Kneecap (patella) instability

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What is kneecap (patella) instability?

The kneecap (patella) is in the V-shaped groove at the bottom of the thigh bone, the trochlear groove.. The knee joint is stabilised and supported by ligaments, which are thick bands of rubbery tissue connecting bones at the knee joint. The main ligament that stabilises the knee is the medial patella-femoral ligament (MPFL). If this is torn, it can mean the kneecap is more likely to dislocate in the future which is very painful and can also damage the surrounding tissues, leading to cartilage injuries.

Normally, the trochlear groove is smooth, allowing the patella to glide smoothly as the knee moves. Sometimes, however, the trochlea develops a bony spur or it may be malformed from birth – either flat or convex. Trochlear dysplasia is a condition in which the trochlear groove is abnormally shaped, causing the kneecap to dislocate by slipping out of the groove.

“I will always be grateful to Adrian for his approach and expertise and the opportunity this has given me to continue with my career after two years out injured.”

Conor, professional footballer, 23

What causes kneecap (patella) instability?

Knee instability is caused by damage to the ligaments in the knee. Each time the kneecap moves out of place, or dislocates, it stretches the ligaments, which can cause ligament injuries.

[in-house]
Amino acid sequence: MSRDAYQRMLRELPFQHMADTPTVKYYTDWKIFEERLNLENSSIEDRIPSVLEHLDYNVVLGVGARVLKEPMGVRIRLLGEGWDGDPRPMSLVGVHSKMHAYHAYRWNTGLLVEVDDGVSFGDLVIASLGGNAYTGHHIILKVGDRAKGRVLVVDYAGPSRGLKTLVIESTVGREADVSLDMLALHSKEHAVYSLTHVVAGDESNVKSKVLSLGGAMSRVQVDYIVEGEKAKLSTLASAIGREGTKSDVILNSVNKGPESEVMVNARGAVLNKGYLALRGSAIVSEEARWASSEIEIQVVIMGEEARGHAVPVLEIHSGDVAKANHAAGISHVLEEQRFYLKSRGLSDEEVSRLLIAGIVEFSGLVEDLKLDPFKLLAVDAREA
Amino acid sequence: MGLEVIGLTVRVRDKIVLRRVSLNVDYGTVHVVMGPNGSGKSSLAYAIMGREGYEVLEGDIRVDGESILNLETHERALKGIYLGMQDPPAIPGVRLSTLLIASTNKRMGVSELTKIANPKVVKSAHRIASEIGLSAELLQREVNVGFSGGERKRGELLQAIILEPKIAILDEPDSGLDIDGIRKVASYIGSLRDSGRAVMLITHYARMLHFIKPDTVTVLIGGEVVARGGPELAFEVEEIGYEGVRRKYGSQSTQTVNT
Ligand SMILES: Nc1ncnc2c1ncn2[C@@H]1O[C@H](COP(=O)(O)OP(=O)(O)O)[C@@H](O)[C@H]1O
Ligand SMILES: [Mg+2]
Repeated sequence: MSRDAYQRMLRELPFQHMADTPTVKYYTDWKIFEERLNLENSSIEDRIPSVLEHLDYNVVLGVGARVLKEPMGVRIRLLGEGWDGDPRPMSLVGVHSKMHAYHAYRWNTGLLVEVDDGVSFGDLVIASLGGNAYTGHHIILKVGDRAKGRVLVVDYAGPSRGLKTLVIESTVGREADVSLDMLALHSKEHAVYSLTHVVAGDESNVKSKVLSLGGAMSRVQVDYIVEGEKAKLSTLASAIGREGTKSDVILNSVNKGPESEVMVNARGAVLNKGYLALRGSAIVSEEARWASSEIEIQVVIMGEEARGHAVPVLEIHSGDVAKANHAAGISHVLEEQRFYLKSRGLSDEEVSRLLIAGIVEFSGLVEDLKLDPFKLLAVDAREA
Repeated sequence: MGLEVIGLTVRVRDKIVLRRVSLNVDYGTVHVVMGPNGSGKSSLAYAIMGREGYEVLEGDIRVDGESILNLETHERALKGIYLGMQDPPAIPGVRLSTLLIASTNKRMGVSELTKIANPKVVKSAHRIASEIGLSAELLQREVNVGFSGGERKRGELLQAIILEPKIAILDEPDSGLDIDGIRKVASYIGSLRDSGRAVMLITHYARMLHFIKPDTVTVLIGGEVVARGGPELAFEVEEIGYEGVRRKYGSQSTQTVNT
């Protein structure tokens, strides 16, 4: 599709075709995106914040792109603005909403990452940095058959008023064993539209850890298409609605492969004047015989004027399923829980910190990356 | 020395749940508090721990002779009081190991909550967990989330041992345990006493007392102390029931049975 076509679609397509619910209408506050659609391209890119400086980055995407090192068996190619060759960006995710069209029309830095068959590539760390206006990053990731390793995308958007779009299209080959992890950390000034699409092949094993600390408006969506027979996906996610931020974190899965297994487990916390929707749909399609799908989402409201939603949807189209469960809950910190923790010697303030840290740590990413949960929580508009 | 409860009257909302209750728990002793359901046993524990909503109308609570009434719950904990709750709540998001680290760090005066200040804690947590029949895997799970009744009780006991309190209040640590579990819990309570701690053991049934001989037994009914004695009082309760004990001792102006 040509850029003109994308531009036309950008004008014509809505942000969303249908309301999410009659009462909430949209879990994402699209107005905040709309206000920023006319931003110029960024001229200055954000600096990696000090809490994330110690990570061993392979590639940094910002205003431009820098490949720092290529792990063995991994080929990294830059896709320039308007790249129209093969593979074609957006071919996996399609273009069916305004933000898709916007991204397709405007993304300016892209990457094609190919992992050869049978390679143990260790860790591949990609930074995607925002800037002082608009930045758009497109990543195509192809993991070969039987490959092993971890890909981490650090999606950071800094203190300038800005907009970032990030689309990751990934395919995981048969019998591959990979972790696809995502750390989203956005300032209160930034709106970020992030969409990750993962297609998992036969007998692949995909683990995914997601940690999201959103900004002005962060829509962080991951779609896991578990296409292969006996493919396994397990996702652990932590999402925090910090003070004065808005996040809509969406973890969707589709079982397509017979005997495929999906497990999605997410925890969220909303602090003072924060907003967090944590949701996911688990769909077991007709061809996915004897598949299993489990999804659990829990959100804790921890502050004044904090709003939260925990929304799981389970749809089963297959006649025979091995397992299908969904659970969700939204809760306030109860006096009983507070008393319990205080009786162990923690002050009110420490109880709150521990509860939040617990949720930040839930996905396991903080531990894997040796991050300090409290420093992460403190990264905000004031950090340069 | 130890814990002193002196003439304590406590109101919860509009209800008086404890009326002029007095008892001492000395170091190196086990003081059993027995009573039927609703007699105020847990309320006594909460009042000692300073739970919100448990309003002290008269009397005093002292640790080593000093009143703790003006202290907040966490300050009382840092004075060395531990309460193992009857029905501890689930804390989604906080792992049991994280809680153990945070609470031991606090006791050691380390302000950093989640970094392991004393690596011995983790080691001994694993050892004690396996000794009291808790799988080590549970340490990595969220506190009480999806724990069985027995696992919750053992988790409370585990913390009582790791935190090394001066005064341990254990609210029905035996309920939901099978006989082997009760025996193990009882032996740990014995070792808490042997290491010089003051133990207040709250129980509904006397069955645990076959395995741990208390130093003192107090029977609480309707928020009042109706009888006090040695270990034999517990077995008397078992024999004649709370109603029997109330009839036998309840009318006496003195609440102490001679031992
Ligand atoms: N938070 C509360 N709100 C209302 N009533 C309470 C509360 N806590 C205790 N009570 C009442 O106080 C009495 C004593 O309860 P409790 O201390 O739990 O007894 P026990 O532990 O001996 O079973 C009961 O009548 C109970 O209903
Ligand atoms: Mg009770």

Factors that increase the risk of kneecap instability include:

  • Having an internally twisted or rotated thigh bone and/or loose ligaments surrounding the knee (this is more common in adolescent girls)
  • Taking part in sports that involve twisting the knee such as skiing, football, netball, hockey, tennis or rugby
  • Knee injuries: during an injury to the knee, the MPFL can rupture (tear) and cause the kneecap to dislocate. If this happens, you’re more at risk of having further dislocations in the future

What are the symptoms of kneecap (patella) instability?

The symptoms include:

  • Dislocation of the knee – which can happen repeatedly
  • Severe pain, swelling and difficulty in walking
  • ‘Popping’ or ‘cracking’ and stiffness in the joint
  • The knee giving way or buckling

Left untreated, it can also cause cartilage injuries and lead to arthritis in the future.

How is kneecap (patella) instability diagnosed?

Your consultant will discuss your symptoms with you and examine your knee to check for tenderness, stiffness, swelling and check your range of movement. In most cases, he will arrange for you to have an X-ray to confirm the diagnosis. He may also arrange for you to have a magnetic resonance imaging (MRI) scan to examine any damage to the cartilage.

How is kneecap (patella) instability treated?

In most cases, your consultant will advise you to have MPFL reconstruction surgery to stabilise the kneecap. You may also need additional ligament surgery. If the instability is caused by a bone deformity, this can be corrected during knee realignment (osteotomy) surgery. In some cases, you may also be offered Activated Mesenchymal Pericyte Plasma injections (AMPP®). If you have been diagnosed with trochlear dysplasia, you may be offered Trochleoplasty.